14 Jul 4 Walkable Activities To Do Near Fells Point and Silver Spring
The historic waterside area of Fells Point — founded in 1763 — is a charming Baltimore neighborhood that offers many walkable activities. From waterfront promenades and streets made of Belgian blocks to storied bars and waterfront restaurants, you won’t have any trouble finding walkable activities near Fells Point. Nearby, Silver Spring, Maryland, offers luxury apartments for rent that make it convenient to visit Fells Point anytime you choose.
Take a Hike on a Waterfront Promenade
The 4.4-mile walk along the Baltimore Waterfront Promenade from Fells Point to Canton Waterfront Park offers you the chance to enjoy city and water views as you stroll along the Patapsco River. This walk is suitable for all ages and typically takes about 15 to 20 minutes to complete. Expect some bikes on the trail, and dogs on leashes are allowed.
Visit the Oldest Bar in Town
Once you’ve finished your waterside walk, quench your thirst at the town’s oldest bar, The Horse, You Came In On Saloon. Known locally as The Horse, the bar was established in 1775 and claims to be America’s oldest continually operated saloon, remaining open even during prohibition. Rumors have it that this bar was Edgar Allan Poe’s last stop before his mysterious death. Its name also inspired best-selling mystery writer Martha Grimes, who used it as the title of a famous detective caper.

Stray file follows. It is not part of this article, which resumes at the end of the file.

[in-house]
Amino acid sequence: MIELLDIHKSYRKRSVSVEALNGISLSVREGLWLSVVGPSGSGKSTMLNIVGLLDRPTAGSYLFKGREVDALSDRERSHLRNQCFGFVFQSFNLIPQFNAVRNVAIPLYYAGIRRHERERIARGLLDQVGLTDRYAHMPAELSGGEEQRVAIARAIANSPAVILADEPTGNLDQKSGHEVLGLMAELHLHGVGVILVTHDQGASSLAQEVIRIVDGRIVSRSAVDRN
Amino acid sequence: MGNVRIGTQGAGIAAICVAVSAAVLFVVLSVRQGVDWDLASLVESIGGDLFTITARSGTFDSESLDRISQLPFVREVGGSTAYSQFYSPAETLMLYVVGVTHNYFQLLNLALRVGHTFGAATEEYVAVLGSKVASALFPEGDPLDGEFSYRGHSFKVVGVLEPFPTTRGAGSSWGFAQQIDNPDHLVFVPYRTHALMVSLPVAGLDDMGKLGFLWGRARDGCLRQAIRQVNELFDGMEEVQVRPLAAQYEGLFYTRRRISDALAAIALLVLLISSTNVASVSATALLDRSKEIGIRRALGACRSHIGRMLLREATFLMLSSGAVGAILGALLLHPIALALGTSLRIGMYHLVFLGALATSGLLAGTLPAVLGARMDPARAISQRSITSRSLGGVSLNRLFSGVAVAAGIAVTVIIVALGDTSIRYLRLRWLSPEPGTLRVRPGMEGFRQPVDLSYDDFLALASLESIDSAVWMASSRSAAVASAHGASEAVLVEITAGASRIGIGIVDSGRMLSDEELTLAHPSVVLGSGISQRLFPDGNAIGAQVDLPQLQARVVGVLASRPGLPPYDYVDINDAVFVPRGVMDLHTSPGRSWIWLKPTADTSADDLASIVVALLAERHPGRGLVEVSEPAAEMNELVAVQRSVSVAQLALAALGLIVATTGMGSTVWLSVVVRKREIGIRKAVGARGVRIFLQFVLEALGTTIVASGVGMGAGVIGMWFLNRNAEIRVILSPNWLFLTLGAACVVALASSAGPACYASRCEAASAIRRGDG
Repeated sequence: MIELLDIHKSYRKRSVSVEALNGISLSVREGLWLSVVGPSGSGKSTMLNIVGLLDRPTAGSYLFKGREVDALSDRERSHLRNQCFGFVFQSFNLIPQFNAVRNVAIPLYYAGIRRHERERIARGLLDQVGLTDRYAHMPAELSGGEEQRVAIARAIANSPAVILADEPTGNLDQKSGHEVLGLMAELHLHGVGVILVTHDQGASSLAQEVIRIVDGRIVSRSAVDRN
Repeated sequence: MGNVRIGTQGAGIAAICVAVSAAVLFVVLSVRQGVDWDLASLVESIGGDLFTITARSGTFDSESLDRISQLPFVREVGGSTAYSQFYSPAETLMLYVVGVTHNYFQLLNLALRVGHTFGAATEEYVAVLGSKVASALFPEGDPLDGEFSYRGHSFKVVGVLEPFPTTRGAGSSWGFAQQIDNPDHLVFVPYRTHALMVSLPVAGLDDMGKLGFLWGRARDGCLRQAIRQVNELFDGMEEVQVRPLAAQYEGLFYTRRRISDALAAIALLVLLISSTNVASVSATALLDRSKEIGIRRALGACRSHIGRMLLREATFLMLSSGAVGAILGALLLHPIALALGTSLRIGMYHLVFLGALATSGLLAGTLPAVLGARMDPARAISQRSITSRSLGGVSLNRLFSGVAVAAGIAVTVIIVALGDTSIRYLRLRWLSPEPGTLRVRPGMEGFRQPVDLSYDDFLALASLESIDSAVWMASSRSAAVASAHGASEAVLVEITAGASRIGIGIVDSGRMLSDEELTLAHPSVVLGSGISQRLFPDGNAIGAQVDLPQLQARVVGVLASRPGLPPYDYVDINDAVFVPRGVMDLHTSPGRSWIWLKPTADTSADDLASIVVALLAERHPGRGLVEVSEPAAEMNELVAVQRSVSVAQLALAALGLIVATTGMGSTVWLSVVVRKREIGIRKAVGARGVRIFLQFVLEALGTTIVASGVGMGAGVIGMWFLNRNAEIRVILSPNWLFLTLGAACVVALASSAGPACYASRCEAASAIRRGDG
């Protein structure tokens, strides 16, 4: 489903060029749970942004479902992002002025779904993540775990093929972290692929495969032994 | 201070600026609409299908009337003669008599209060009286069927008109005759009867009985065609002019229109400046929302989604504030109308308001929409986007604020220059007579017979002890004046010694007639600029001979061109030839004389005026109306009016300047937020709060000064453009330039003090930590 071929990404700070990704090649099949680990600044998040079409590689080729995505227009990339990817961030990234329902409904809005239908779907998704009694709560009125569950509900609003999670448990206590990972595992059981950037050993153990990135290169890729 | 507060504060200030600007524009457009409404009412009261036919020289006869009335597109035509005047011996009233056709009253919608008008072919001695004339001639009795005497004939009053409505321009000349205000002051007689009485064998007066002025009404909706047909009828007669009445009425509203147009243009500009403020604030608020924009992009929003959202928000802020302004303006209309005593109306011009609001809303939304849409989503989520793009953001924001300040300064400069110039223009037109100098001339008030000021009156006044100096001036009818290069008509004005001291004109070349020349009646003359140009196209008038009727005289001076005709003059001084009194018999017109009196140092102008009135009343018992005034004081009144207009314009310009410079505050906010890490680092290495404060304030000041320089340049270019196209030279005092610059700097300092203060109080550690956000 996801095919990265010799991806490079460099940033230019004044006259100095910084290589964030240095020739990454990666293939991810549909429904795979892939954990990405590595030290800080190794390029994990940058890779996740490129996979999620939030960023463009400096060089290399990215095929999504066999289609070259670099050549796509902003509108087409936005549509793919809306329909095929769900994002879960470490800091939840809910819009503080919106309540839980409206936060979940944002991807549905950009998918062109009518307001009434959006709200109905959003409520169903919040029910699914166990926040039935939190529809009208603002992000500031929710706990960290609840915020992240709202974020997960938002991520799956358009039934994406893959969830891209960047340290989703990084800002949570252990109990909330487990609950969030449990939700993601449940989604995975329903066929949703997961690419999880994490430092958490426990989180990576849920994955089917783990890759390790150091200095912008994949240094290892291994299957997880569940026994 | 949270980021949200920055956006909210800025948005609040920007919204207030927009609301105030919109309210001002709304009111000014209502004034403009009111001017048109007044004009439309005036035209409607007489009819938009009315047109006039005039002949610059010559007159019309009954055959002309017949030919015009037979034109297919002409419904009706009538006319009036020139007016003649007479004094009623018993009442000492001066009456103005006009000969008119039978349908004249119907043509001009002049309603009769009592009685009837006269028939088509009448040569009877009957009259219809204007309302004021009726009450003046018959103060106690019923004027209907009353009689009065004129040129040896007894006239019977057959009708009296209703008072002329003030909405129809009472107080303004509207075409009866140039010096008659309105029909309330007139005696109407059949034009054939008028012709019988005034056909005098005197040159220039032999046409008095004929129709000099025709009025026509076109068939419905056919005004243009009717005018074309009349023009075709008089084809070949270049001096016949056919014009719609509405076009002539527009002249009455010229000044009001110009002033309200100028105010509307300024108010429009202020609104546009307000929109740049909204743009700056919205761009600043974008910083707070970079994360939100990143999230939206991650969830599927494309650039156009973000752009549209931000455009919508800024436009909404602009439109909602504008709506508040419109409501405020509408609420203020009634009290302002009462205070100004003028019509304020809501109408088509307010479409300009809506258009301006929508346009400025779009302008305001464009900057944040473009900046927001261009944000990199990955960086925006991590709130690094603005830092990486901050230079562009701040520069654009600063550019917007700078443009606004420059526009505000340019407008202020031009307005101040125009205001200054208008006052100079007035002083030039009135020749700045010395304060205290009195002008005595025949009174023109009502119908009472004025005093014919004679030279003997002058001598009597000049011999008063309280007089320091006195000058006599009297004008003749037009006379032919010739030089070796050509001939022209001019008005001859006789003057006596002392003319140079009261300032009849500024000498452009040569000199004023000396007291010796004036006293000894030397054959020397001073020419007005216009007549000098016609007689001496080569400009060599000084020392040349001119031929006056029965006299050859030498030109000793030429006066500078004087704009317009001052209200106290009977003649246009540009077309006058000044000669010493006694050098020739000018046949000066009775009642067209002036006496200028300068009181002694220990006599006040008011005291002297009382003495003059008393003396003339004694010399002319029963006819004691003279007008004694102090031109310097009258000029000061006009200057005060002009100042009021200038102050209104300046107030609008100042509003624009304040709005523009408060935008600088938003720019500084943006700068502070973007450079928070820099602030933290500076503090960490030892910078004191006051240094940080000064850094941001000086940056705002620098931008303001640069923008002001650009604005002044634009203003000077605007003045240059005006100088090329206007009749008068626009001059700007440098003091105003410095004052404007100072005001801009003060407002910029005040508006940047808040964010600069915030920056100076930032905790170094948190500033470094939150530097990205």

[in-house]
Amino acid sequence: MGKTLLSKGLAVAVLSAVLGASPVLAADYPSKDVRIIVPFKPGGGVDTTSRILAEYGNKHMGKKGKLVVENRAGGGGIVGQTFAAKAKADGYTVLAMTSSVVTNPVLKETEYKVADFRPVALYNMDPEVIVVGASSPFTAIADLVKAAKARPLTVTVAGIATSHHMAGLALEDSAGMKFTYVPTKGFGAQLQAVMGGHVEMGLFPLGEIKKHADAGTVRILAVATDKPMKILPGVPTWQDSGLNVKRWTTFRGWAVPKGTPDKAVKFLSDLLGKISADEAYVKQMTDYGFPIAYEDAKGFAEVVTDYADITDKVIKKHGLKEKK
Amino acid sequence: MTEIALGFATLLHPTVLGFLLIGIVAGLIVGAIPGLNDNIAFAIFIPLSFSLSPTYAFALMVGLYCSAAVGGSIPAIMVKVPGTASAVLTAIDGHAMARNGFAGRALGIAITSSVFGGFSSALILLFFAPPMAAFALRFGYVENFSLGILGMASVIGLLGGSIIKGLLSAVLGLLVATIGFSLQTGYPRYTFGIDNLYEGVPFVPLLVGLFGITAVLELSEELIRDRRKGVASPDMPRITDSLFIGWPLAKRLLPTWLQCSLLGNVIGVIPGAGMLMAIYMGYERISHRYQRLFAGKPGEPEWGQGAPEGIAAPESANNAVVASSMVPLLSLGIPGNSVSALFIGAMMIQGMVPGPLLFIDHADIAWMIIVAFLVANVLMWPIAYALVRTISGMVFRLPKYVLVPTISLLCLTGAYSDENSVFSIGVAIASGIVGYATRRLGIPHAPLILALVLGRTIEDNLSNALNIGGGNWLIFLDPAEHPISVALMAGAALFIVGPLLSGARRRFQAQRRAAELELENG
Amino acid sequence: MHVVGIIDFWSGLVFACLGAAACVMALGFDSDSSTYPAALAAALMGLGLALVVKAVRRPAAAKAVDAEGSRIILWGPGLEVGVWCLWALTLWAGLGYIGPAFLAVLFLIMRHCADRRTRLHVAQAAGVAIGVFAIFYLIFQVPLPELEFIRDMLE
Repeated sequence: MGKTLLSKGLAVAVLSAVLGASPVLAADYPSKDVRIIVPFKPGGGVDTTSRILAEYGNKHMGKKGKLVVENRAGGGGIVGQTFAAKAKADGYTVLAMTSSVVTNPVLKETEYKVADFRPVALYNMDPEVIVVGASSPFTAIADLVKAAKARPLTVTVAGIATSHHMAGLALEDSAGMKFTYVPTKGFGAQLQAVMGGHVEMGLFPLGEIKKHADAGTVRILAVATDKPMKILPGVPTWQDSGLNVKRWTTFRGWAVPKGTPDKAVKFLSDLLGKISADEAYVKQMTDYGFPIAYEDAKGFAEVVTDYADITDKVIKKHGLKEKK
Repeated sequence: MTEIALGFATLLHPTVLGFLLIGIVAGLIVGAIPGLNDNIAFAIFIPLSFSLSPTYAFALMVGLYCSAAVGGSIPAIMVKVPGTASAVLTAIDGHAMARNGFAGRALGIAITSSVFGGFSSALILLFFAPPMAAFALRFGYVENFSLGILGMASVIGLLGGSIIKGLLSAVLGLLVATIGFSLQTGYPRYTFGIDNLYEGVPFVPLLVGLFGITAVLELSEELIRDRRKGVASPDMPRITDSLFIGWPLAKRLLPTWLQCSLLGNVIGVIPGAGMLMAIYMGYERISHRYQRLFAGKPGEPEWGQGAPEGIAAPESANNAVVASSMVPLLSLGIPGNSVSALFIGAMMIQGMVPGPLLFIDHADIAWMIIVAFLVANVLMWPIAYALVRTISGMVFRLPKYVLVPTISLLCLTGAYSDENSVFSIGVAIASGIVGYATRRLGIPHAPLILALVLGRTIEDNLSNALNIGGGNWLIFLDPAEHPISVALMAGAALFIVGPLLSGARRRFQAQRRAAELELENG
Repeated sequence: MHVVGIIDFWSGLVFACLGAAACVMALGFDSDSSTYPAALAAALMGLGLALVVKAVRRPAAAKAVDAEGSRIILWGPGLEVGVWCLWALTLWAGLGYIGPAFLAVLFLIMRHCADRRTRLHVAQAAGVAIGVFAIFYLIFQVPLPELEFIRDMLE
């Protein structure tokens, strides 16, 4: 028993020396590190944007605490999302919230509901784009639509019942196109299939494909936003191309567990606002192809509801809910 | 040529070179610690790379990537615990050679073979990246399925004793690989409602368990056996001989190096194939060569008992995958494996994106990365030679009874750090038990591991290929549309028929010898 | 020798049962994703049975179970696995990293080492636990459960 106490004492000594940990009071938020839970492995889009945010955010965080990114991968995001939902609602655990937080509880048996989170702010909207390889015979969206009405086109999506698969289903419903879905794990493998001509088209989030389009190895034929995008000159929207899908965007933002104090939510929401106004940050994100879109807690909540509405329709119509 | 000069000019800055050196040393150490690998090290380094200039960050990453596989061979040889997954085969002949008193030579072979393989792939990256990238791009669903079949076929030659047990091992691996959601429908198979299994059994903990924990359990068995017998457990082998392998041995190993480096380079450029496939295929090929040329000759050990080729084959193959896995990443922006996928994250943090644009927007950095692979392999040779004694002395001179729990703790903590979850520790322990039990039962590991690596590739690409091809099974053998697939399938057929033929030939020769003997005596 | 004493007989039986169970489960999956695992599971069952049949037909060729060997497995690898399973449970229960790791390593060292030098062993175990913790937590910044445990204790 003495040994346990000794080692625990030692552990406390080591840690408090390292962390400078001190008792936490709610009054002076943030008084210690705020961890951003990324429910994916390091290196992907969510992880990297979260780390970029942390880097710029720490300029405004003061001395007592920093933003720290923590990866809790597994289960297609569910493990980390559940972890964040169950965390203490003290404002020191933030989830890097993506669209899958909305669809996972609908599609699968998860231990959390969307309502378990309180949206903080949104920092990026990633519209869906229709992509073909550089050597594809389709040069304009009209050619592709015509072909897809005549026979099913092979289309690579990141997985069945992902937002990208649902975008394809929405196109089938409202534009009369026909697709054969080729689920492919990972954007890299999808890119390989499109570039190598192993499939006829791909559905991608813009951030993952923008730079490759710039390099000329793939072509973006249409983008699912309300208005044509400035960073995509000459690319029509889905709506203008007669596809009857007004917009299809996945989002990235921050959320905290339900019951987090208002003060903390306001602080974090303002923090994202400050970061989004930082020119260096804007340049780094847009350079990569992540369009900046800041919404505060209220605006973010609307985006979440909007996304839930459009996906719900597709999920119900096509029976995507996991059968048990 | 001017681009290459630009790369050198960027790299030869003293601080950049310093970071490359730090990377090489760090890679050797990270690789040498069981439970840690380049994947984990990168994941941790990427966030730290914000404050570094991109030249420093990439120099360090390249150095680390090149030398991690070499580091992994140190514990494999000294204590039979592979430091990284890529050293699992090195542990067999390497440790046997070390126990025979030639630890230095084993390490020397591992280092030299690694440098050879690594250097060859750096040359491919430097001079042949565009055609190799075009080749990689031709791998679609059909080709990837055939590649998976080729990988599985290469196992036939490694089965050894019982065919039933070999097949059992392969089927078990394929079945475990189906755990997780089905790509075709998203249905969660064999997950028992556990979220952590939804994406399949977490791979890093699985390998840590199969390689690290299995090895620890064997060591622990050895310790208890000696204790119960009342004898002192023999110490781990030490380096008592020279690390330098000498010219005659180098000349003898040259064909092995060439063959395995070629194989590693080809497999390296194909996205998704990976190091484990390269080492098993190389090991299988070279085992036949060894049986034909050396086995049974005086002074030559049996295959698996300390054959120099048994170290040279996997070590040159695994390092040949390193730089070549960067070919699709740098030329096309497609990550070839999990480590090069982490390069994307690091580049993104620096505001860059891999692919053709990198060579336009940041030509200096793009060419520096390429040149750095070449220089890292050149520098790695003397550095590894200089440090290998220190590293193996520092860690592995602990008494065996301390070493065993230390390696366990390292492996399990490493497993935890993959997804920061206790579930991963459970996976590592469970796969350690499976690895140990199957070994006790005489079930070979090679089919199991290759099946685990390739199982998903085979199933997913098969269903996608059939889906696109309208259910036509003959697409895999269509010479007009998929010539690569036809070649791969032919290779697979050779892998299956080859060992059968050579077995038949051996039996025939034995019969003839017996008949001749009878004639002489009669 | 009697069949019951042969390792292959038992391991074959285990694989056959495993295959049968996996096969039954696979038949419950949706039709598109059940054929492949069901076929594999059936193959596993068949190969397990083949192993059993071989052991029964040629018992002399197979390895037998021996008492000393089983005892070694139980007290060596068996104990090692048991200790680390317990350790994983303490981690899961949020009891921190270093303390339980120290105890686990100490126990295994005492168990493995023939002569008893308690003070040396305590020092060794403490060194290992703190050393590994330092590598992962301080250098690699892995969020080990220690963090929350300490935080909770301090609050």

Take a Walking and Eating Tour
If you’re hungry after all this walking and drinking, consider a walkable food tour. These tours allow you to try multiple restaurants in one day as you walk through Baltimore’s historic neighborhoods and learn about their rich history through stories and cultural anecdotes.
See Some ‘Outsider’ Art
Walk to the beat of a different drum and visit the inclusive American Visionary Art Museum (AVAM). You’ll need to leave any traditional perception of museums behind to enjoy this must-see architectural wonder near Fells Point. The unique landmark features the work of self-taught artists and challenges the accepted notion of what it means to be an artist.